wget http://prdownloads.sourceforge.net/libdnet/libdnet-1.11.tar.gz
tar xzvf libdnet-1.11.tar.gz
cd libdnet-1.11/
./configure
make
sudo make install

cd ~/build/
wget http://luajit.org/download/LuaJIT-2.0.2.tar.gz
tar xzvf LuaJIT-2.0.2.tar.gz
cd LuaJIT-2.0.2/
make
sudo make install

cd ~/build/
tar -xzvf daq-2.0.2.tar.gz
cd daq-2.0.2/
./configure
make
sudo make install
sudo ldconfig

Step #3 Building Snort with OpenAppID support.


cd ~/build/
tar -zxvf snort-2.9.7.0_alpha.tar.gz
cd snort-2.9.7.0.alpha/
./configure --enable-sourcefire --enable-open-appid
make
sudo make install

Step #4 Configure Snort without OpenAppID enabled



Before we jump into the new capabilities of OpenAppID, it’s best to make sure the foundations are functioning. Snort needs some configuration files and directories to be made.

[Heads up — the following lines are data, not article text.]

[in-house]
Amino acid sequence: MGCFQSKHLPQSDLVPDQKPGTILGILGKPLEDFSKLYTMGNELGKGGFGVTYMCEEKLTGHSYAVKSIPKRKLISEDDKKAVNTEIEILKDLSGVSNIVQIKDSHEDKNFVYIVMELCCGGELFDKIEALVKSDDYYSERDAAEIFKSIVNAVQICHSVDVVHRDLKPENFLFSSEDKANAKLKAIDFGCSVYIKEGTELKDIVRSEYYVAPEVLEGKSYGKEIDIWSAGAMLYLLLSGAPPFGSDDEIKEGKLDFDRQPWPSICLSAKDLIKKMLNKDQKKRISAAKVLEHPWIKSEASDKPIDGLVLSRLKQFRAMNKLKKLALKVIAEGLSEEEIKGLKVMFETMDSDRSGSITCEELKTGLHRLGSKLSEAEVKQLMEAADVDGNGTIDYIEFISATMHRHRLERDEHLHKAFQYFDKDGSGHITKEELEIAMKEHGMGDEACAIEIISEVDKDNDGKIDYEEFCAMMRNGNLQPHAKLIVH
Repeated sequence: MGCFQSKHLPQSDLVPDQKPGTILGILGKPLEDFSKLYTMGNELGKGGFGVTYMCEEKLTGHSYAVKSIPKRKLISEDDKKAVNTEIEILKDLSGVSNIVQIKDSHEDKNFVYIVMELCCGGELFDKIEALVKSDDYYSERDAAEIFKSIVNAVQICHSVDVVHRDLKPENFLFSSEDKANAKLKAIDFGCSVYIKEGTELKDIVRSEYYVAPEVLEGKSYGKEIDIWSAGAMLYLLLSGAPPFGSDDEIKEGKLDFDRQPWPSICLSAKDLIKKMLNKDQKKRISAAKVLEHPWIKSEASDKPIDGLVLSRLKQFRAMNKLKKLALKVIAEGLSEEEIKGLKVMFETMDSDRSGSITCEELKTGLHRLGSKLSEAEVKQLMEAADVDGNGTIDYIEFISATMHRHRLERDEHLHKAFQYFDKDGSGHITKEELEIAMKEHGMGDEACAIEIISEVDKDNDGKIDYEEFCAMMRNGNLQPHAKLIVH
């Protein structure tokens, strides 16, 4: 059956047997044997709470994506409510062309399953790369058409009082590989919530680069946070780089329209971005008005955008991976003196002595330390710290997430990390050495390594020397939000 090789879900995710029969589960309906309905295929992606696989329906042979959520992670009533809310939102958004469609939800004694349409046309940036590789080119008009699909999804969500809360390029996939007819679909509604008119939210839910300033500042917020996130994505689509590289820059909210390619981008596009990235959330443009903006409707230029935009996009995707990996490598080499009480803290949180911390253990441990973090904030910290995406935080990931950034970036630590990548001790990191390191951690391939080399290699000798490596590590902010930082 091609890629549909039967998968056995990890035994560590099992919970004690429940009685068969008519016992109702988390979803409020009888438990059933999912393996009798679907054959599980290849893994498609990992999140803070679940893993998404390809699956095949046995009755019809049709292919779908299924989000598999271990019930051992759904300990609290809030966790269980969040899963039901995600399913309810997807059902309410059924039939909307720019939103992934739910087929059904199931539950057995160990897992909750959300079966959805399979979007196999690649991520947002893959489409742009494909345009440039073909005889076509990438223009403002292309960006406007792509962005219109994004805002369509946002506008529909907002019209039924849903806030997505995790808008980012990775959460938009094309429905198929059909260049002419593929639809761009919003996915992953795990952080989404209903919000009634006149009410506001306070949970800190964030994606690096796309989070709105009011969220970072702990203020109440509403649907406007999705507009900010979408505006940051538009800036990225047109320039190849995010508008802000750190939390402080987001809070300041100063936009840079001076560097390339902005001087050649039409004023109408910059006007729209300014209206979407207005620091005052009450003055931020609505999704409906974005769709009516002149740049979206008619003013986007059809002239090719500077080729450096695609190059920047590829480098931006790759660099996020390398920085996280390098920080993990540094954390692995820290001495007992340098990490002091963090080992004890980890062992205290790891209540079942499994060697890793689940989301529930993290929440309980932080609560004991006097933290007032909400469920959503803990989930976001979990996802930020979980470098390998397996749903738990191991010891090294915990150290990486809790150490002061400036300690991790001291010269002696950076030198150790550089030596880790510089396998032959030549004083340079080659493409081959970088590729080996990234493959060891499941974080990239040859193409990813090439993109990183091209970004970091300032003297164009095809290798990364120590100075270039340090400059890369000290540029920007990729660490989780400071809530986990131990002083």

sudo mkdir /etc/snort # For configuration
sudo mkdir /var/log/snort # For log data
sudo mkdir /usr/local/lib/snort_dynamicrules # For dynamic rules
sudo mkdir /etc/snort/rules # For normal text rules
touch /etc/snort/white_list.rules # For white lists
touch /etc/snort/black_list.rules # For black lists

A set of configuration files are included in the snort tarball. These can be copied into your /etc/snort/ directory.

cd ~/build/snort-2.9.7.0.alpha/etc/
sudo cp attribute_table.dtd file_magic.conf snort.conf unicode.map classification.config gen-msg.map reference.config threshold.conf /etc/snort/

The last thing to do is to add some of the VRT supplied rules to enable snort to detect ‘bad’ stuff. We’ve untarred unto a temp directory called ‘crules’, the name has no meaning.

cd ~/build